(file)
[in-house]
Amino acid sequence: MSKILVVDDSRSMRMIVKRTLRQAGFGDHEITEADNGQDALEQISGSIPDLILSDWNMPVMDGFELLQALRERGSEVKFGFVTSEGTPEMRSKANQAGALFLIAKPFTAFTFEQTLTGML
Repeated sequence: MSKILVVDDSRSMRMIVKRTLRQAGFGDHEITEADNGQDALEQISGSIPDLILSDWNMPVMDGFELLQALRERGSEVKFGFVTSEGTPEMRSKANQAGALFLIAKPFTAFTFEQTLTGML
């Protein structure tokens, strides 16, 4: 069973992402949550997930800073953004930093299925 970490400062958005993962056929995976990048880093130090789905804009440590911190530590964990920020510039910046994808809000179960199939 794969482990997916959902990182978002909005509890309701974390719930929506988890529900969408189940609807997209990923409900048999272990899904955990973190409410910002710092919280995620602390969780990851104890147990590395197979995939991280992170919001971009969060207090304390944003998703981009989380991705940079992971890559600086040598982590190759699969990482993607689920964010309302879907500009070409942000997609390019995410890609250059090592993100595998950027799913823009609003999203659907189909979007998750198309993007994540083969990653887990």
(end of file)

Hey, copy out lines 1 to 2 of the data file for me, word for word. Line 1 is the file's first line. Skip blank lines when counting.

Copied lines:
[in-house]
Amino acid sequence: MSKILVVDDSRSMRMIVKRTLRQAGFGDHEITEADNGQDALEQISGSIPDLILSDWNMPVMDGFELLQALRERGSEVKFGFVTSEGTPEMRSKANQAGALFLIAKPFTAFTFEQTLTGML